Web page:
Attaching GPS for pilot study Oct 2014

 

Tiny GPS units were applied to blue penguins during the 2015, 2016 and 2017 chick rearing seasons and the Trust collaborated with the Museum of New Zealand Te Papa Tongarewa in a wider study to better understand the foraging patterns that were discovered.

A report was published in the NZ Journal of Zoology in April 2017, led by Tim Poupart and Dr Susan Waugh of the Museum of New Zealand Te Papa Tongarewa, and included data from three sites, Wellington, Motuara Island (Marlborough) and our West Coast study.  Data has been collected for five years and, for three of those years, the West Coast Penguin Trust carried out the field work at Charleston and Cape Foulwind.  Altogether the study includes tracks gathered on 68 individuals in three regions of central New Zealand between 2011 and 2016.

Foraging patterns varied between sites and between years.  Tracks revealed that penguins can rely on distant foraging areas while incubating, with nesting birds from Motuara Island travelling up to 214 km to feed.  Isotope analyses of blood samples showed that this distant food from deep waters (0–200 m deep) is likely to be squid dominated, which has a low nutrition value.  During the chick rearing period, birds undertook a diet shift to a higher trophic level while foraging closer to their colony, and possibly near river plumes.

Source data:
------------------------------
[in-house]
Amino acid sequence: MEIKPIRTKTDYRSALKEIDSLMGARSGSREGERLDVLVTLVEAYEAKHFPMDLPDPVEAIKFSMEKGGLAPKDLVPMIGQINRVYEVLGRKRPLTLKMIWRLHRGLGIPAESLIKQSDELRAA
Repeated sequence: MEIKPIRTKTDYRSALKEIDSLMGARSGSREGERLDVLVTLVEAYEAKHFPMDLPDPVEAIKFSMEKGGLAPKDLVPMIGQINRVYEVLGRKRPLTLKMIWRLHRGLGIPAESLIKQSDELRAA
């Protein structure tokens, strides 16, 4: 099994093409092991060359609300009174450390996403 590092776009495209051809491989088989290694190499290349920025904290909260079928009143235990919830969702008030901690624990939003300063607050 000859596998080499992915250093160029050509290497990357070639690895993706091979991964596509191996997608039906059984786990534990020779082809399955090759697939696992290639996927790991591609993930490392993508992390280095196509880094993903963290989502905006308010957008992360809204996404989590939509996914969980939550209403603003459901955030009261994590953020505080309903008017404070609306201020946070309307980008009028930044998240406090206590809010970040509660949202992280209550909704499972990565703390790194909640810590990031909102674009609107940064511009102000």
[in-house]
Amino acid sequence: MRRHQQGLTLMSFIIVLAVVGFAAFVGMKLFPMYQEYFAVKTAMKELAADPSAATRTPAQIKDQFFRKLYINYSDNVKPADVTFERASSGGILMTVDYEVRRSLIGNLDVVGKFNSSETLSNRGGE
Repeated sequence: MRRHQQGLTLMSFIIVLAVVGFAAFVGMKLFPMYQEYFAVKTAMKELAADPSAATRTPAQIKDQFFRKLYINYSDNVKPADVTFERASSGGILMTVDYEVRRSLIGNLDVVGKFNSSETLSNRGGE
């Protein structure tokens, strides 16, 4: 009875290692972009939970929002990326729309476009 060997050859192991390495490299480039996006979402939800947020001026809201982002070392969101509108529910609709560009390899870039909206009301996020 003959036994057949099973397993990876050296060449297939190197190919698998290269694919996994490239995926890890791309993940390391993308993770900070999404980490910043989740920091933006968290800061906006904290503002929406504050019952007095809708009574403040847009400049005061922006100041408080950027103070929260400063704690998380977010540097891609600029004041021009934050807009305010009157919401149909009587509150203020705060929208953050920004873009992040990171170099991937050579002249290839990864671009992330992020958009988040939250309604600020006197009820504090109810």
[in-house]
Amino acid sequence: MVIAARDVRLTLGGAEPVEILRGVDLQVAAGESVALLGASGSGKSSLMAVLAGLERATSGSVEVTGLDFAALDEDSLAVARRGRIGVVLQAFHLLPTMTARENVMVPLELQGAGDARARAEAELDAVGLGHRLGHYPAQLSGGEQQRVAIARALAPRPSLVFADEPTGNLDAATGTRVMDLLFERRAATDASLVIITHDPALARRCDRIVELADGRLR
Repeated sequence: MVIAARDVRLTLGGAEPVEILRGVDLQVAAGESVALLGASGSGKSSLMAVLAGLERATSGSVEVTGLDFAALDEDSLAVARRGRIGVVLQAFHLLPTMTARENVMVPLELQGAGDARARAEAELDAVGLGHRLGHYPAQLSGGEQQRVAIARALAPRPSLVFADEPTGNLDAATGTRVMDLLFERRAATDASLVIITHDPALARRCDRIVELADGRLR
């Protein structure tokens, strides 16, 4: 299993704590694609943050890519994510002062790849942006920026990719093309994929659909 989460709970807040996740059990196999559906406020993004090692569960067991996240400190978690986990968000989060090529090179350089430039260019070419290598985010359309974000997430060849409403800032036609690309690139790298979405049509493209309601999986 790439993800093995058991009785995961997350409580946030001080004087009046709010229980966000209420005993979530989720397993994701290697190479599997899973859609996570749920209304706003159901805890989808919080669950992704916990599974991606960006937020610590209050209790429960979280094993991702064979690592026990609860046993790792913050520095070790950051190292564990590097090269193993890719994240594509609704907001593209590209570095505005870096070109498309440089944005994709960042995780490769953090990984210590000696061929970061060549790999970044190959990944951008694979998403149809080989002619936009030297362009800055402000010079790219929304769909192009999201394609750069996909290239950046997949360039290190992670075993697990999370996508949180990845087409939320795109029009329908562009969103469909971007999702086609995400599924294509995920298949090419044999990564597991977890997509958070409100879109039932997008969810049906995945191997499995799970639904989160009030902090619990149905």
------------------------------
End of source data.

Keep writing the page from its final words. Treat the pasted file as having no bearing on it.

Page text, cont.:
These findings highlight the need to consider much larger potential foraging ranges when assessing and managing threats to the penguins.  The research team, including the Trust’s Kerry-Jayne Wilson and Reuben Lane, advise that conservation efforts need to take this variation into account to protect these penguins, which are currently in decline across New Zealand.

The Trust continued the project in 2019 with the support of the New Zealand Penguin Initiative.  The NZPI was able to supply GPS trackers that also measured dive depths and although only two tracks were obtained, the information was very interesting and useful.  Read more here.

We expect additional analysis of foraging areas in relation to other marine influences including currents, climate events and commercial fishing, to follow at some point, and for now, we’ll be focusing on ensuring consistency of process to collect data annually and contribute to an understanding of the foraging activity of blue penguins on the West Coast through the four key stages of the annual life cycle, namely incubation, chick rearing, pre and post moult.

We’d like to thank the JS Watson Trust (managed by Forest & Bird) for their support, Te Papa for their collaboration and the New Zealand Penguin Initiative for coming on board with their help.

 

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